During some of the unboxings for the ATS Autumn box, a few people said they got retro and 80s vibes from it. It was 70s inspired, fwiw, but close enough. That put a bug in our ears about actually doing an 80s themed box.


During our quarterly meeting at Chili's, where we finally decided to stop getting real food and just fill up the entire table with apps and zerts, we were developing the idea of a holiday gala at a wealthy Slytherin's manor. The theme sounded cool enough. Dark green ball gowns, Death Eater masks, crisp tuxedos with tails and snakeskin bow ties, a live band heavy on the cello. I'd go to this party in a heartbeat, even if it was all a ploy to collect donations for some needless charity outreach to Durmstrang. The problem with the theme, though, was that it wasn't lending itself to any actual items that we'd need for the box. They wouldn't be drinking tea, they'd be serving red wine that had been fermented in the hollowed out corpse of a basilisk for 1000 years, or absinthe enchanted so that it glowed from cup, to consumption, and all the way to toilet. The idea was also too similar to our Holiday on the Hogwarts Express, and we didn't want to step on our own toes. Who even has the proper footwear for that?
So one of us threw out the 80s idea, and that developed into an 80s winter dance at a high school gym. The first thing that popped into my mind was the Enchantment Under the Sea Dance poster from Back to the Future, which I know isn't 80s at all, but shut up. It sure sounds like a very specific theme, incorporating Death Eaters, winter, a high school dance, the 1980s, and-oh right-also tea, but I was sure we could pull it off. And then I started on this monstrosity.

Pretty bad, right? I bailed early on, and then I briefly considered going to the store and getting posterboard and sparkle glue and actually making a sign and photographing it. That idea was short-lived.

I wanted to design it to represent the real 80s - the 80s I knew and loved as a kid. The problem, I realized, was that my 80s consisted of Fraggle Rock, Atari, He-Man, Garbage Pail Kids, and constant replays of Michael Jackson's Thriller. Sure, I had a silver boom box and a breakdancin' greatest hits cassette tape, but most of my childhood wasn't actually relevant to what I was trying to design. So, I started playing with neon colors, grid lines and shutterstock photos of cassette tapes until I had something that looked like that classic "Saved By The Bell if Principal Beldum were played by Max Headroom, and all the kids were Tron"-look.
The results were pretty weird. I was nervous. This was supposed to be our winter box, but instead it was grey and neon pink and retro-futuristic. But, I made a playlist-the kind I'd make if I were the DJ of this dance-and kept going.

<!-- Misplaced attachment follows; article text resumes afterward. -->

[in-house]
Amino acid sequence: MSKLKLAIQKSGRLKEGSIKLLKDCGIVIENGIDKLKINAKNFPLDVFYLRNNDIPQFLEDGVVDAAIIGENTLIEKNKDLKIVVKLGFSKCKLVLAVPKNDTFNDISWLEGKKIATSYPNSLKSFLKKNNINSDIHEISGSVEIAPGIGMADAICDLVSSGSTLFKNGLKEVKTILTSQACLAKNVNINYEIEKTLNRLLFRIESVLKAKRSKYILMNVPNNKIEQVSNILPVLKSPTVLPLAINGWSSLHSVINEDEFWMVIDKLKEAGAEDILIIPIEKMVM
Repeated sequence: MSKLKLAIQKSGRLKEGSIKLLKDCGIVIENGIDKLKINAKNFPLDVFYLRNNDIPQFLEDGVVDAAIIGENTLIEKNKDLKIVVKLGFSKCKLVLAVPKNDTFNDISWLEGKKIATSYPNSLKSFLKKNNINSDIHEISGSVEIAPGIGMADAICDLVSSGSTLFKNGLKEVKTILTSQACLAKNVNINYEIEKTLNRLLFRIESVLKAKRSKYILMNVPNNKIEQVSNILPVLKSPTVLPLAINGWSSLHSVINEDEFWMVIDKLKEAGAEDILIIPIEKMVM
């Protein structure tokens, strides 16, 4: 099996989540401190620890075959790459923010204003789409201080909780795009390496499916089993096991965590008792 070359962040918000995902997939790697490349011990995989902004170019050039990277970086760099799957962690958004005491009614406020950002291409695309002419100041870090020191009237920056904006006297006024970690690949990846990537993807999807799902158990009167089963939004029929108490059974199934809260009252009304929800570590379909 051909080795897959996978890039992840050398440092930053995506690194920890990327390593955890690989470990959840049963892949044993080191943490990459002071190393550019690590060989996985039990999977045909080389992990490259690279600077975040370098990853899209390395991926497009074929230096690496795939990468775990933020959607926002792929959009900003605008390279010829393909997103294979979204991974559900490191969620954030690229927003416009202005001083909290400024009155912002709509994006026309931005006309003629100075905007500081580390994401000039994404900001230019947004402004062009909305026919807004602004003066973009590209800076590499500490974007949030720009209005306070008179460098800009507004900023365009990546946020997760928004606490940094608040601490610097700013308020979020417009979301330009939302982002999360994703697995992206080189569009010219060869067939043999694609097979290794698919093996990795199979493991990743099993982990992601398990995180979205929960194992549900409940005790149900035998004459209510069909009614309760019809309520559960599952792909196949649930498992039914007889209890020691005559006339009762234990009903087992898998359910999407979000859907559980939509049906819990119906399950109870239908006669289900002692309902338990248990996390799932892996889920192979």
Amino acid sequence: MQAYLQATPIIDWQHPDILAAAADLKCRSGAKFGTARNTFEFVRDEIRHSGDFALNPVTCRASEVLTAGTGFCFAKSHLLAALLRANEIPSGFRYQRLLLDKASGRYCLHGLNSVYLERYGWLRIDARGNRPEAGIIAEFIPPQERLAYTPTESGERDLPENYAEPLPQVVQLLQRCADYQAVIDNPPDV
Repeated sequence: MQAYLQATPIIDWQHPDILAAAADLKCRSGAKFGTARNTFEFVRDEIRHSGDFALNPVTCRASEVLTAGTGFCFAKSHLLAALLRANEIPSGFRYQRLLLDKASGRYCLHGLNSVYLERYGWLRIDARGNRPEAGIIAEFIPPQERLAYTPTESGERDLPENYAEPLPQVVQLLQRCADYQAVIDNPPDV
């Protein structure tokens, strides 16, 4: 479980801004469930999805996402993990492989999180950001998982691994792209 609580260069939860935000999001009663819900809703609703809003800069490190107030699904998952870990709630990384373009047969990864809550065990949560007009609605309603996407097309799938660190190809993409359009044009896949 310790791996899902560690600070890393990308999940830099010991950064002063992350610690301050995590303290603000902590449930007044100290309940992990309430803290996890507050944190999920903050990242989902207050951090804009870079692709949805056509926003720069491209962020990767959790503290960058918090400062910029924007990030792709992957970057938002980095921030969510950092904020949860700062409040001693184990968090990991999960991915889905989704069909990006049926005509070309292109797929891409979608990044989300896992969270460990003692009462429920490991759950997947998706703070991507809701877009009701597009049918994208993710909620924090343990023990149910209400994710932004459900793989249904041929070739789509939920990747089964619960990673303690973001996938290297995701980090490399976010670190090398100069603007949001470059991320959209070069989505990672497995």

Also, there are shockingly few number of 80s songs about winter. Hazy Shade of Winter was pretty much the only one I could find, and that's a Simon & Garfunkel cover. And I know, I could've included Christmas Wrapping by the Waitresses but I just didn't want to, so.
I tried to get some cool 3D effects going with neon pink and blue, especially with the skull (which made its debut in the DETC Autumn box). The Weird Sisters cassette tape was the fastest I'd ever designed a pin. The idea actually came from the ATS Autumn box. I initially wanted to make fake 70s-era Weird Sisters labels and slap them on 45rpm records. They wouldn't fit our boxes, so then I thought I'd make some just for photoshoots. I ran out of time. I still might, though! Anyway I figured the Weird Sisters would embrace the era and go for a ghastly colored cassette tape, complete with Hi-Fi Magic.
As we were under a time crunch and designing this in parallel with the ATS Winter box, it was decided that I'd design the tea pouch labels for this box. Juli had a ton of work on her plate with that box, the ambitious tea towel, plus some client projects all at the same time. Also, we wondered, how do you even watercolor the 80s? The style seems incongruous, kind of like rendering an MC Escher design in Legos.
So I made a couple of weird, trippy labels that I thought were cool but assumed everyone else would hate because it was so drastically different than anything we've had as tea labels before. But once we started to go weird, we made the design to commit to weird. So, absolutely. Let's give that skull some headphones. Sure, make a Slytherin-colored Rubik's Cube. Let's put them all on silver bags so it looks like you're using a laserdisc as a mug coaster. Let's make a Bellatrix-meets-Tiffany paper doll and give her fun green dresses to wear. Let's print pink skulls on 80s neon sunglasses, because that's what people associate with tea and winter.
And there you have it. Maybe the weirdest box we'll ever do, sry not sry.